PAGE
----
Well, I guess I’m guilty. Lock me up with bread and water. Certainly no lemonade.
I facilitated what now can be construed as an offense, though the real crime was probably a failure of capitalism rather than failing to follow local rules on permitting.
You see, I’m a parent. One day nearly 20 years ago, my young son said he wanted to have a lemonade stand. I helped make that happen.
I saw this as a golden moment of teaching, so we got busy. There used to be a fruit stand in Knobtown. We – my son, my wallet and I – drove down there and got a crate of lemons.
Which takes a lot of sugar, so I supplied that, too. And ice. And cups and a pitcher. Table, chair, hat, sunscreen – even a cigar box for the cash.
Yes, I bankrolled the whole criminal enterprise. I thought I was teaching an 8-year-old that work can equal immediate and tangible reward. But it did not occur to me to run this past the Department of Permission, so there he was, running a free-range, unregulated, unapproved business. It was like watching the last wild whooping crane glide off into the sunset.
The very nerve of me.
This is in the news because it’s summer, and there are reports here and there of children’s lemonade stands being shut down by The Man because they didn’t get a permit to be on the sidewalk, or whatever.
In one of the two or three “Star Trek” movies that wasn’t awful, Dr. McCoy said the bureaucratic mindset is the only constant in the universe. This is truth, so the idea of City Hall somewhere in America shutting down an innocent kid doing, like, the most American thing ever doesn’t seem far-fetched.
Of course, Big Lemonade – I won’t name names, but it sells a powder that it calls lemonade – has jumped in to pump up the outrage and ride to the rescue with a Twitter campaign and the whole thing. Fine. Nothing is so simple and pure that it cannot be corporatized.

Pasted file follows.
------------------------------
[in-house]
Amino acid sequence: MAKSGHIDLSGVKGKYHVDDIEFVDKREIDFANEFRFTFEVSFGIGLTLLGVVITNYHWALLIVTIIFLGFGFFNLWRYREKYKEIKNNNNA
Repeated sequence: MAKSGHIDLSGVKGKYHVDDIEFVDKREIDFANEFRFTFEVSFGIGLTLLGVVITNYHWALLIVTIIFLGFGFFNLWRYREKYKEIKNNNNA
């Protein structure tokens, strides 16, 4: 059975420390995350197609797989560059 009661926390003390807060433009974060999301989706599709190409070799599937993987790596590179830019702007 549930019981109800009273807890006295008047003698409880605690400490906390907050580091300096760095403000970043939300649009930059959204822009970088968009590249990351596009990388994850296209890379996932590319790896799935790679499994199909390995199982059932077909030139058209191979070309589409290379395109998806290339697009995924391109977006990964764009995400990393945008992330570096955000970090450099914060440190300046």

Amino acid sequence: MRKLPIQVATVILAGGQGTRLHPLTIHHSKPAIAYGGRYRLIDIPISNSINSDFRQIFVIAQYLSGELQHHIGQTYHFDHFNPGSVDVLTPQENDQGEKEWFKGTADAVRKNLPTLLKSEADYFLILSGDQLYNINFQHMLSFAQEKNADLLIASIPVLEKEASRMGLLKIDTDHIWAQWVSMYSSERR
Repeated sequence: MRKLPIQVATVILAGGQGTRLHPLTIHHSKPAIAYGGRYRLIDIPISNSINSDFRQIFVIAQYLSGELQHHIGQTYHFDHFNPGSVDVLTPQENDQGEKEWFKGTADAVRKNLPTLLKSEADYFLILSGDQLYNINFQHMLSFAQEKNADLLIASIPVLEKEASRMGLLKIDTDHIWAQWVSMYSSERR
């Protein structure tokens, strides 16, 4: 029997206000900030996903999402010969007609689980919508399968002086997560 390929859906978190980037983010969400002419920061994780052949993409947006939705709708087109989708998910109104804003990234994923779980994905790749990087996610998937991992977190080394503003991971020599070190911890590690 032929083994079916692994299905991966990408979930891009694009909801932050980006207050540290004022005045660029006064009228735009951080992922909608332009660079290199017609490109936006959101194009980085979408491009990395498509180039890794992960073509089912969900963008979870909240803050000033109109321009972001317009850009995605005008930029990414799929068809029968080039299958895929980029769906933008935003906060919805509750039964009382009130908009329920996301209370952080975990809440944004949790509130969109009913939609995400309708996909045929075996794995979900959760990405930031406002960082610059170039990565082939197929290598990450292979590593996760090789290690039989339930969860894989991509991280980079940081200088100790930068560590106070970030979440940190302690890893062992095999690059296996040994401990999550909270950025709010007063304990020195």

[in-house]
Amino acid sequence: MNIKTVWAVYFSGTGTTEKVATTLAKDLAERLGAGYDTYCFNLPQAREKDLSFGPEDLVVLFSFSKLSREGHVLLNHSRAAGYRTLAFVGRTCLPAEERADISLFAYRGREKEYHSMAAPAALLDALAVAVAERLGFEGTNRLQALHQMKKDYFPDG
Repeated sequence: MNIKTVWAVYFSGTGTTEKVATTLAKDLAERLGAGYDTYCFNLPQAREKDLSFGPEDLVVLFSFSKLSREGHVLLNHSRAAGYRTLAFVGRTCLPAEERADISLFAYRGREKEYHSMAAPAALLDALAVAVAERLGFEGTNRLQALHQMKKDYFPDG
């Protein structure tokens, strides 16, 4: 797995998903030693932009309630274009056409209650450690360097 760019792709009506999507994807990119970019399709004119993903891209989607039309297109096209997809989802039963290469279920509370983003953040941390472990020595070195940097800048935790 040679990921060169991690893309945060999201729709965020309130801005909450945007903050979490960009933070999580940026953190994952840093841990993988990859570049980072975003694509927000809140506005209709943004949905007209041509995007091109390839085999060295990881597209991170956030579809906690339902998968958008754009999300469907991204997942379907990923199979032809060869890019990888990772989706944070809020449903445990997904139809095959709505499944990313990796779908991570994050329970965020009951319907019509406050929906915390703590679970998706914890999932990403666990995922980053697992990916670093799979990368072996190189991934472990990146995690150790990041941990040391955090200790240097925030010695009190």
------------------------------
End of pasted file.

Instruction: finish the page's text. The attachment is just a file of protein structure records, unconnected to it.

As I recall, my son brought in about $6, which he kept, which was fine. His startup costs, from the Bank of Dad, were somewhere under $20.
So the fruit stand made money. My son – now a successful, respectful, well-adjusted young adult – made money. Neighbors enjoyed lemonade and the added pleasure of encouraging a young person learning a good life lesson. I spent money, which I thought was part of the deal.
In capitalistic terms, I lost money and probably committed a moral crime by not forcing the boy to come up with his own $20 before earning $6 so he could lose $14. But that seemed more complicated. I was going for the simple lesson. At any rate, I did not cash in my losses with the IRS, and that I’m sure is the far greater sin against capitalism.
I tell you this: I would do it again. Life without lemonade is not worth living. So I am what prosecutors call a hardened criminal. I’m not a repeat offender, but I’m ready to go there. No, your honor, no contrition from me. Lock me up. I could use a break.
– Jeff Fox is The Examiner’s editor. Reach him at 816-350-6365 or firstname.lastname@example.org. He’s on Twitter at @FoxEJC.